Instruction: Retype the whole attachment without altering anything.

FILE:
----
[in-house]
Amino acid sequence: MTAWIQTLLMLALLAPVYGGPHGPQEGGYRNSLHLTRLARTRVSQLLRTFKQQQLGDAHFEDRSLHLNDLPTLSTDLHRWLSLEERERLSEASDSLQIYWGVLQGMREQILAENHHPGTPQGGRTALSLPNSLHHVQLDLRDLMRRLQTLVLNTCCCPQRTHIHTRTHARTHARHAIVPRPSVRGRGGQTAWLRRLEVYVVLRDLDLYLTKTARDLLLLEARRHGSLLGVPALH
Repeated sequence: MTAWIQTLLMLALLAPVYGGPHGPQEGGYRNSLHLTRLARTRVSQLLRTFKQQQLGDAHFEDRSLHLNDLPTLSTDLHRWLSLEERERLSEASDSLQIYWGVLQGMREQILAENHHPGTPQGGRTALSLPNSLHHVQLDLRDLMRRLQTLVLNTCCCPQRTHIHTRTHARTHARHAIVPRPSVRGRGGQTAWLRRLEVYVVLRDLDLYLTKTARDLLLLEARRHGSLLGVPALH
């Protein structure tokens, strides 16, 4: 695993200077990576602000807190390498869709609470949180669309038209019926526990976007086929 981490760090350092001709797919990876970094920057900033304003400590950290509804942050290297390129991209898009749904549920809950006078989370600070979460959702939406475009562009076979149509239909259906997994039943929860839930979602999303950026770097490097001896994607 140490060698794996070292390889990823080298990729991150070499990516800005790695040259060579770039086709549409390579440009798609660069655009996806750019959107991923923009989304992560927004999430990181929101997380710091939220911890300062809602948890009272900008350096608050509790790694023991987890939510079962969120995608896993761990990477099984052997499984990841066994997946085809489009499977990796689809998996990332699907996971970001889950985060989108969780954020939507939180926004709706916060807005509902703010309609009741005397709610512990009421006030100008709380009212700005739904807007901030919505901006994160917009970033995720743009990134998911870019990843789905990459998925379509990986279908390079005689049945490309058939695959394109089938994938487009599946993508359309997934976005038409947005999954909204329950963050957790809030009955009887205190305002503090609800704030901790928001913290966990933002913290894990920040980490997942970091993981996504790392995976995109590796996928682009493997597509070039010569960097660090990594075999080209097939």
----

[in-house]
Amino acid sequence: MTAWIQTLLMLALLAPVYGGPHGPQEGGYRNSLHLTRLARTRVSQLLRTFKQQQLGDAHFEDRSLHLNDLPTLSTDLHRWLSLEERERLSEASDSLQIYWGVLQGMREQILAENHHPGTPQGGRTALSLPNSLHHVQLDLRDLMRRLQTLVLNTCCCPQRTHIHTRTHARTHARHAIVPRPSVRGRGGQTAWLRRLEVYVVLRDLDLYLTKTARDLLLLEARRHGSLLGVPALH
Repeated sequence: MTAWIQTLLMLALLAPVYGGPHGPQEGGYRNSLHLTRLARTRVSQLLRTFKQQQLGDAHFEDRSLHLNDLPTLSTDLHRWLSLEERERLSEASDSLQIYWGVLQGMREQILAENHHPGTPQGGRTALSLPNSLHHVQLDLRDLMRRLQTLVLNTCCCPQRTHIHTRTHARTHARHAIVPRPSVRGRGGQTAWLRRLEVYVVLRDLDLYLTKTARDLLLLEARRHGSLLGVPALH
């Protein structure tokens, strides 16, 4: 695993200077990576602000807190390498869709609470949180669309038209019926526990976007086929 981490760090350092001709797919990876970094920057900033304003400590950290509804942050290297390129991209898009749904549920809950006078989370600070979460959702939406475009562009076979149509239909259906997994039943929860839930979602999303950026770097490097001896994607 140490060698794996070292390889990823080298990729991150070499990516800005790695040259060579770039086709549409390579440009798609660069655009996806750019959107991923923009989304992560927004999430990181929101997380710091939220911890300062809602948890009272900008350096608050509790790694023991987890939510079962969120995608896993761990990477099984052997499984990841066994997946085809489009499977990796689809998996990332699907996971970001889950985060989108969780954020939507939180926004709706916060807005509902703010309609009741005397709610512990009421006030100008709380009212700005739904807007901030919505901006994160917009970033995720743009990134998911870019990843789905990459998925379509990986279908390079005689049945490309058939695959394109089938994938487009599946993508359309997934976005038409947005999954909204329950963050957790809030009955009887205190305002503090609800704030901790928001913290966990933002913290894990920040980490997942970091993981996504790392995976995109590796996928682009493997597509070039010569960097660090990594075999080209097939």